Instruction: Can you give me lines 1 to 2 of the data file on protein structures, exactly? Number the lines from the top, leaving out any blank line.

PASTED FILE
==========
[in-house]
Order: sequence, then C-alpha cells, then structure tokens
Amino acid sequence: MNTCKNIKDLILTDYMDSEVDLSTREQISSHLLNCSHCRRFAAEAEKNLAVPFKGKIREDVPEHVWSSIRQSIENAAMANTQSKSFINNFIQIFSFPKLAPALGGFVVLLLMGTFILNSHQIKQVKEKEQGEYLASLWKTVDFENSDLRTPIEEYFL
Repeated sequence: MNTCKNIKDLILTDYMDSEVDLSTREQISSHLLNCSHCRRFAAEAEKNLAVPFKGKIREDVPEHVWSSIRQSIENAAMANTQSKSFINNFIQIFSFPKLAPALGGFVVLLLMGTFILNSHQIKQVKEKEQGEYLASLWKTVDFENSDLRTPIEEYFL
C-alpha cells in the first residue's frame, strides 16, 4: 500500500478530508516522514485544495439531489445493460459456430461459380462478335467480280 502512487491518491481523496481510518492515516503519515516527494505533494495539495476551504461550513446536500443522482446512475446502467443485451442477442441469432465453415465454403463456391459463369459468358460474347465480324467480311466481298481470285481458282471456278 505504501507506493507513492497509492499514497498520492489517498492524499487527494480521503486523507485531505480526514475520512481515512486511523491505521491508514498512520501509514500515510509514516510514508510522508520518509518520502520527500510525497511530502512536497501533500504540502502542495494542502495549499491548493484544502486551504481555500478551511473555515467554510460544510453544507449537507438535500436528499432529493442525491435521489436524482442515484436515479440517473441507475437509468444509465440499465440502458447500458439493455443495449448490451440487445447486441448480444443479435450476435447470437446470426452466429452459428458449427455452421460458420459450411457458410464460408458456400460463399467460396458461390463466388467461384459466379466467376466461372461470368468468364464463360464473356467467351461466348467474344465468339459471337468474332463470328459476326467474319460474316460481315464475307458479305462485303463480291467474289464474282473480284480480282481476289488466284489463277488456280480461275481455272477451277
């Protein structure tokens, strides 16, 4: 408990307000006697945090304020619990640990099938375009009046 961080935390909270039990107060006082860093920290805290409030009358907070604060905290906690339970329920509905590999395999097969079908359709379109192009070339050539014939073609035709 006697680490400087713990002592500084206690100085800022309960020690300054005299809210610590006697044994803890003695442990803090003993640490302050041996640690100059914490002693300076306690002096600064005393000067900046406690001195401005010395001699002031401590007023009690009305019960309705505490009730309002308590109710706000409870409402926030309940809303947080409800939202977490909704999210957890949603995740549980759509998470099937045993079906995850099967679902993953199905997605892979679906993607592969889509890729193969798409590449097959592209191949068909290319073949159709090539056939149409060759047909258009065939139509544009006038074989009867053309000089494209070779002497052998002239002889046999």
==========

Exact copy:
[in-house]
Order: sequence, then C-alpha cells, then structure tokens